This is the question that was posed to me by a law professor acquaintance, following Eugene Volokh's piece in the Washington Post.
After I'd typed out a lengthy response on Facebook, I realized it was essentially a follow up blog post. Here it is:
I think Mr. Volokh is broadly on the right track, but is falling into the same problematic rhetoric, founded on stereotypically sexist tropes, that plagues Judge Kopf's piece: that women are prone to trash talking each other or becoming jealous based on one another's level of beauty or style of dress, that the beholder's "biological" reaction to the woman's appearance is the woman's responsibility or fault, even while he acknowledges that what constitutes "too revealing" varies based on factors that have nothing to do with the woman herself, and that women deliberately use their sexuality to attempt to gain advantage. His comment about sexualized environments is confused, as he first says that he has heard that in such an environment men will tend to objectify women regardless of how they are dressed, and then he turns around and says that women should try to minimize this by policing their attire.
The analogy he tries to draw between women's attire and religious attire is at best a poor one, and at worst a straw man. Just being a woman, especially a woman of a visible minority, puts one at a similar disadvantage to that experienced by people wearing obvious markers of their religious or cultural identity. It's fairly common to hear would-be clients say they'd prefer a male lawyer as soon as they hear that a lawyer is a woman, and that has nothing to do with the woman's appearance.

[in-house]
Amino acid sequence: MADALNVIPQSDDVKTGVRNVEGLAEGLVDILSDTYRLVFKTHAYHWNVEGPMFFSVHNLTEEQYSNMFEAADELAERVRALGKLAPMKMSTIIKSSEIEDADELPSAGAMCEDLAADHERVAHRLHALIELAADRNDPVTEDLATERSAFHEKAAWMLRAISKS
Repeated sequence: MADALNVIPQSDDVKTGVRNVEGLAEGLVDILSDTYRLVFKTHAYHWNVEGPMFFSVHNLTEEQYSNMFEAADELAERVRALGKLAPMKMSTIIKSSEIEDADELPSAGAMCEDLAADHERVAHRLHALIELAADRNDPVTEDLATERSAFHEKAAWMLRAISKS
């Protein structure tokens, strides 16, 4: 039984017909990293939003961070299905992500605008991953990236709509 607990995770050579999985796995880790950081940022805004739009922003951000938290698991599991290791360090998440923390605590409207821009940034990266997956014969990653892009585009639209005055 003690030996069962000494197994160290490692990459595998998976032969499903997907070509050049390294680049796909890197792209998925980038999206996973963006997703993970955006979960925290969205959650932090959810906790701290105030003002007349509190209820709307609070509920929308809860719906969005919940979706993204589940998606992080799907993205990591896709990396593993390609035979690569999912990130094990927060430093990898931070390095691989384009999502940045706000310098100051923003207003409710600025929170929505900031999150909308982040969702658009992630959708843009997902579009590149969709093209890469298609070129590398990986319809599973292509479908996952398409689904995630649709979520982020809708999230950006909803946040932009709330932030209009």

Of course, both Judge Kopf and Mr. Volokh are expressing their opinions with respect to an imagined woman who is wearing "revealing" clothing - that is, clothing that they imagine to be revealing. The judge has admitted that he invented the woman lawyer he talked about, and that he was taking literary license in setting the scene he described. Volokh is responding to that imagined scenario, in equally vague and hypothetical terms.This makes their commentary even less useful, and more unnecessarily blaming of women, because we have no actual benchmark from which we can hope to work out what is "too revealing" or "too sexy." In fact, even when women play into the correct societal norms, we are judged and deemed too sexy/casual/frumpy/etc.
At the risk of raising my own point that might seem like a red herring or straw man, there are loads of men in the professions who wear well-fitted suits, are well groomed and charming, and who generally look like movie stars. They are definitely distracting! It would be easier to focus if they didn't wear amazing smelling colognes, or quite such perfectly tailored trousers and jackets, or lay on the charm so thick with court clerks and registry staff. But there's no collective pearl clutching about their lady killer ways, because we don't scrutinize men for any signs of sexiness, and then expound on that sexiness and its meaning and effect, the way we do with women.
In the end, I think that the degree to which women lawyers try to adhere to certain sartorial norms, whether or not they play into sexist conventions, is not closely related to the possibility that we will be accused of dressing inappropriately or too sexily.